Sunday, November 8, 2009

Persimmon Teacake

Yesterday I was in my house thinking about cake when I heard a knock on my door. Two neighbors, Gwen and Victoria, had a fruit identification question. In her Harmony Valley fruit share, Gwen had found mysterious pinkish eggs filled with fragrant orange goo. I recognized them as passion fruit.

"Of course the neigborhood foodie would know," Gwen said. And then she persuaded me to take four persimmons, also part of the fruit share. "Blog about these!" she challenged.

The only way I know to eat persimmons is with a spoon. Grandma Rombauer notes in Joy of Cooking that they are good in cake, but she does not go so far as to include a persimmon cake recipe. Hmmph. Thanks for nothing, Granny.

Hey, I don't need her. I can make up my own persimmon cake. I think.

I know from years-ago forays into vegetarian cooking that you can substitute fruit pulp for an egg in almost any cake recipe. So I went digging through different cookbooks looking at applesauce and banana cakes. After reading a few nearly identical entries, I felt about as brave as I was going to get.

I blended up the persimmons in the food processor, and they turned into a fetching orange colloid exactly the consistency of beaten eggs.

"Hey, this is fun!" I exclaimed. Feeling quite the adventurer, I mixed up my recipe. All the applesauce cakes I researched called for a half teaspoon each of cinnamon, nutmeg, allspice, clove, and mace. I ignored the spices. I wanted to recognize the persimmon taste.

I ended up with a pretty yellow-orange batter flecked with bits of darker orange persimmon skin.

My cake turned out dense and moist. It's like a fine-textured banana bread. That lovely batter turned into a brown cake, but the soft bits of skin held their color and studded my cake like little tangerine-colored jewels.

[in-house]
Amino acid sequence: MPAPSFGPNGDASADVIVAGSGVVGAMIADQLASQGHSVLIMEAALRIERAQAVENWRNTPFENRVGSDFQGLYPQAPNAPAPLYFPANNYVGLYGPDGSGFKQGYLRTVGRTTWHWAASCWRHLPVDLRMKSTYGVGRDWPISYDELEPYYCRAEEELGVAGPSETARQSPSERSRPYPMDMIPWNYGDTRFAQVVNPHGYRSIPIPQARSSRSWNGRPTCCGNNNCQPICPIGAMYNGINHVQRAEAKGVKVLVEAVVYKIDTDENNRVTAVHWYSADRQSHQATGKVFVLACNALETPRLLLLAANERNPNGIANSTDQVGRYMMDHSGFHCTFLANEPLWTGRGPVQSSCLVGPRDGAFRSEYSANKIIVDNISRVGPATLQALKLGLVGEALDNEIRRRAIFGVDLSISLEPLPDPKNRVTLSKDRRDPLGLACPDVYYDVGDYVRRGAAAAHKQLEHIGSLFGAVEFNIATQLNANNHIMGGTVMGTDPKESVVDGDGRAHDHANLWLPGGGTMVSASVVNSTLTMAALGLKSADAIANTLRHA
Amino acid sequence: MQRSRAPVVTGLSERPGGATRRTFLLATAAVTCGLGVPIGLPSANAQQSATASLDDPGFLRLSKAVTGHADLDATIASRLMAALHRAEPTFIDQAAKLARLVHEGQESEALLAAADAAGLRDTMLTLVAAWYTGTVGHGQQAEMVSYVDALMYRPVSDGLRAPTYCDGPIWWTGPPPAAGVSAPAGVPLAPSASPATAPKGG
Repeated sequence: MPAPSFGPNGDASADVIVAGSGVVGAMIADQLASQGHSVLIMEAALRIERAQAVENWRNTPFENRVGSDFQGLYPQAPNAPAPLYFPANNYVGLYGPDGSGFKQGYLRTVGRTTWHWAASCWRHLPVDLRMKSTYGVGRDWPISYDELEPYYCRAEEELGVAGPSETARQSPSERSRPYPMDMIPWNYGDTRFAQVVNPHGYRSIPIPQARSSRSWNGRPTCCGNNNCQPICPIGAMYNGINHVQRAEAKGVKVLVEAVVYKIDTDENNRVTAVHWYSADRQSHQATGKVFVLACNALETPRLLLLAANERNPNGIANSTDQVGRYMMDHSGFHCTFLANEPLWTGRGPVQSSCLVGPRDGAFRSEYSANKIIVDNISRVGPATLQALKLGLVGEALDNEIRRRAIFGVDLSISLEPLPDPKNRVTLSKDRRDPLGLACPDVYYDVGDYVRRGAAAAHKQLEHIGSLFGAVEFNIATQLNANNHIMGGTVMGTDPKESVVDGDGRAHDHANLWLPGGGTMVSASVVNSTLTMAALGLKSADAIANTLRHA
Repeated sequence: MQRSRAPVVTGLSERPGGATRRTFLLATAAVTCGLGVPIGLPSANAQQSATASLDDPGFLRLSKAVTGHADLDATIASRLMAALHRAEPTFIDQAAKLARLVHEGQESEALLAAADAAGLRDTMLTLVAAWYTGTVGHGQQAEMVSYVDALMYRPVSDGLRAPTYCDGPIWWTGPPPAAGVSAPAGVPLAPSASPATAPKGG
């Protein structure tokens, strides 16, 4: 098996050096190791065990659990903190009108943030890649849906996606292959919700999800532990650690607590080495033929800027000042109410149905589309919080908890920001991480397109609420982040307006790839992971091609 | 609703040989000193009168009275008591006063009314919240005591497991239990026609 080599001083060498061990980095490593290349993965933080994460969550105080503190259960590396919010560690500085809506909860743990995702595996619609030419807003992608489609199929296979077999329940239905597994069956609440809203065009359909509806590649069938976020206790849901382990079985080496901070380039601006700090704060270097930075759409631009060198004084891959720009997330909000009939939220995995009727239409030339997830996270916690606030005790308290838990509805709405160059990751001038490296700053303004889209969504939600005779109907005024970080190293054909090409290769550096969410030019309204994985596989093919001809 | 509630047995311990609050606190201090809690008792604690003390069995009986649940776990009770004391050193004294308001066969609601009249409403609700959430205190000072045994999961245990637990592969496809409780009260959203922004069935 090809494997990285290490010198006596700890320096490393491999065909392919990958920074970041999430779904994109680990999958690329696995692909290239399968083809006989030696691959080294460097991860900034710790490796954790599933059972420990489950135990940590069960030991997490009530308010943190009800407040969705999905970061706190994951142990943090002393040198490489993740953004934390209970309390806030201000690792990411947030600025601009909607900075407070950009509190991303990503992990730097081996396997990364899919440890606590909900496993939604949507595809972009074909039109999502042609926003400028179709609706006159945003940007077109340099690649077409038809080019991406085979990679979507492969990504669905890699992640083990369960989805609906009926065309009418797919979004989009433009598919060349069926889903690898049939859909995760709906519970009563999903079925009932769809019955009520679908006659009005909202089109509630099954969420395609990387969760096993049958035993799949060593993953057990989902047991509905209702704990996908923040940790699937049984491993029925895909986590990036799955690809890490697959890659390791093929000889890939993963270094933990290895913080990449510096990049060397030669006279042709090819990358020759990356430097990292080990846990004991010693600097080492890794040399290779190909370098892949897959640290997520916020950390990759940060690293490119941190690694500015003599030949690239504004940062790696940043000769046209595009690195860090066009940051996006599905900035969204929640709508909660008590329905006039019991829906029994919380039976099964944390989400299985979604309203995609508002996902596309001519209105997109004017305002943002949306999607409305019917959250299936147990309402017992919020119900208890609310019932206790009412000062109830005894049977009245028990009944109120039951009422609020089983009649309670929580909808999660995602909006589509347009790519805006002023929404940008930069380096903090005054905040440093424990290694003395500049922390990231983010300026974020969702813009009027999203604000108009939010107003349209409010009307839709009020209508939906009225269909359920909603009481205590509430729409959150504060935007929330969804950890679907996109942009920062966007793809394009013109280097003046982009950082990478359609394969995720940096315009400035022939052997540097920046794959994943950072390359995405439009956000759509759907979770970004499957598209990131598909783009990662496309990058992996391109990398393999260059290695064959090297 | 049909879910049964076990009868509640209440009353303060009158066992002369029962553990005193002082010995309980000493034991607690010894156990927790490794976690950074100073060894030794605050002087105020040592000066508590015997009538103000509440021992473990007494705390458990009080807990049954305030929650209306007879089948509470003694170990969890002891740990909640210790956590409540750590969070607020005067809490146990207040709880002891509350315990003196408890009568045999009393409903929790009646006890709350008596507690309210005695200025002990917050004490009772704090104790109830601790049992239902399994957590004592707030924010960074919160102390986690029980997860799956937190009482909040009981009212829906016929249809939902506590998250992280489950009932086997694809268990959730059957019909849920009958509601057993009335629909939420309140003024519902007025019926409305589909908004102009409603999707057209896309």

I cut slices and dusted them with powdered sugar and the tiniest bit of cinnamon. I delivered them to the houses next door. A few minutes later, the young neighbor daughter brought back the finest praise a cook can receive: my empty plate.

I declare a success!

Persimmon Teacake

1½ c flour
¾ t baking soda
½ t salt
1 stick butter
¾ c plus 2 T sugar
1 egg
1 c puréed persimmon (about 2 to 2½ persimmons)

Preaheat your oven to 350°.

Whisk together the flour, soda, and salt. Set aside.

Cream the butter and sugar together until light and fluffy. Beat in the egg. Add the flour mix in three portions, alternating with the persimmon and mixing until just incorporated. Scrape down the bowl as necessary.

Spread the batter in a greased and floured loaf pan and bake for 45 to 50 minutes, or until a toothpick stuck in the center of the cake comes out clean. Cool in the pan on a rack for 10 minutes, remove from the pan, and cool completely.

Cut slices of cake and lay them on serving plates. Put a tablespoon of powdered sugar and a half teaspoon of cinnamon side by side in a sieve. Tap the sieve gently over the cake slices so they get dusted with the two distinct colors.



  1. I looooooove persimmons! It's one of the few things I can get only in season. (I suppose if I were really rich, I could get it whenever I wanted, but I am not.) I wait for persimmon season every year and then gorge on them. I get mine at the Vietnamese store, where they are $1.60 a lb at their most expensive.

  2. Yum!

    I too have issues with Grandma Rombauer, which I wrote about here:

  3. Class Factotum, shut the front door! $1.60 a pound? I have to take out a second mortgage on my house to buy persimmons at the organic grocery store.

    Amy: dude. Read the recipe all the way through before you start making it. It's not Granny's fault that you're a stubborn one.

  4. Dude. Not just reading the recipe through--the attitude. What a wench granny was sometimes.

  5. Hmm, I kind of like reading the little story of how stew came to be. But I see your point. I bet you love the many diagrams of different animals being gutted with the bare hands and the incessant naming things "Cockaigne" after the family mansion, too.

  6. Hmmm. I can honestly say that I don't think I've ever had a fresh persimmon. Frankly, I'm always afraid I won't know how to pick out a good one... and then I'll have a less-than-stellar experience. Some Adventure Bunny I am, hey?

    Cake looks lovely. Hurrah for that empty plate!


Thanks for your comments - nothing scatological, please. If you wouldn't bring it in the kitchen, please don't say it here.